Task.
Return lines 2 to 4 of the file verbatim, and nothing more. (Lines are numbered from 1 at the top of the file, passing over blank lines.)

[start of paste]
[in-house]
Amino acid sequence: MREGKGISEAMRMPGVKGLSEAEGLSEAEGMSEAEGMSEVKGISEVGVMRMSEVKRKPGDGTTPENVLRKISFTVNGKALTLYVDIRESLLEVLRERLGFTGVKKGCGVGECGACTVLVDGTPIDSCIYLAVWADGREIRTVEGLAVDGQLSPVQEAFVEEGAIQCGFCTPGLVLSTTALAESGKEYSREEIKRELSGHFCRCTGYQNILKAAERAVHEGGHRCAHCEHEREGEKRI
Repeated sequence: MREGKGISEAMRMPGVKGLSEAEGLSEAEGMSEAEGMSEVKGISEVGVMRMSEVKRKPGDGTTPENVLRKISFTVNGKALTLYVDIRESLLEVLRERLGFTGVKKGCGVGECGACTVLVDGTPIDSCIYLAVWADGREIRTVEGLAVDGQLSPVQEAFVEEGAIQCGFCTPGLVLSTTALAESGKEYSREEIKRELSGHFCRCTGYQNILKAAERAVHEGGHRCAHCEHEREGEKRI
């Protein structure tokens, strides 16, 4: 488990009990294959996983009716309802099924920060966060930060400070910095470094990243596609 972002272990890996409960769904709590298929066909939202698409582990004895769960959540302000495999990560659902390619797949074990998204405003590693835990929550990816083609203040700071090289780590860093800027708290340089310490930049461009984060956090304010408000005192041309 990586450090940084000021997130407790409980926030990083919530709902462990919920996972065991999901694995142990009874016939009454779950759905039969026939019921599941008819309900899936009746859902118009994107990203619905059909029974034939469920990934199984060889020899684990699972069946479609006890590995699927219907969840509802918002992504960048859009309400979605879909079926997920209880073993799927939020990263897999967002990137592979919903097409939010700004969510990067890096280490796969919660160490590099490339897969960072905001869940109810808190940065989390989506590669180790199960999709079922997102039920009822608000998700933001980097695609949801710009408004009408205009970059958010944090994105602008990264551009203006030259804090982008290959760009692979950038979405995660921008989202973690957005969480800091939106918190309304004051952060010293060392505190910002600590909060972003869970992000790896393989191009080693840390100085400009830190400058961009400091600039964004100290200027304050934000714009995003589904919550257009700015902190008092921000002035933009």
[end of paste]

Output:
Amino acid sequence: MREGKGISEAMRMPGVKGLSEAEGLSEAEGMSEAEGMSEVKGISEVGVMRMSEVKRKPGDGTTPENVLRKISFTVNGKALTLYVDIRESLLEVLRERLGFTGVKKGCGVGECGACTVLVDGTPIDSCIYLAVWADGREIRTVEGLAVDGQLSPVQEAFVEEGAIQCGFCTPGLVLSTTALAESGKEYSREEIKRELSGHFCRCTGYQNILKAAERAVHEGGHRCAHCEHEREGEKRI
Repeated sequence: MREGKGISEAMRMPGVKGLSEAEGLSEAEGMSEAEGMSEVKGISEVGVMRMSEVKRKPGDGTTPENVLRKISFTVNGKALTLYVDIRESLLEVLRERLGFTGVKKGCGVGECGACTVLVDGTPIDSCIYLAVWADGREIRTVEGLAVDGQLSPVQEAFVEEGAIQCGFCTPGLVLSTTALAESGKEYSREEIKRELSGHFCRCTGYQNILKAAERAVHEGGHRCAHCEHEREGEKRI
């Protein structure tokens, strides 16, 4: 488990009990294959996983009716309802099924920060966060930060400070910095470094990243596609 972002272990890996409960769904709590298929066909939202698409582990004895769960959540302000495999990560659902390619797949074990998204405003590693835990929550990816083609203040700071090289780590860093800027708290340089310490930049461009984060956090304010408000005192041309 990586450090940084000021997130407790409980926030990083919530709902462990919920996972065991999901694995142990009874016939009454779950759905039969026939019921599941008819309900899936009746859902118009994107990203619905059909029974034939469920990934199984060889020899684990699972069946479609006890590995699927219907969840509802918002992504960048859009309400979605879909079926997920209880073993799927939020990263897999967002990137592979919903097409939010700004969510990067890096280490796969919660160490590099490339897969960072905001869940109810808190940065989390989506590669180790199960999709079922997102039920009822608000998700933001980097695609949801710009408004009408205009970059958010944090994105602008990264551009203006030259804090982008290959760009692979950038979405995660921008989202973690957005969480800091939106918190309304004051952060010293060392505190910002600590909060972003869970992000790896393989191009080693840390100085400009830190400058961009400091600039964004100290200027304050934000714009995003589904919550257009700015902190008092921000002035933009």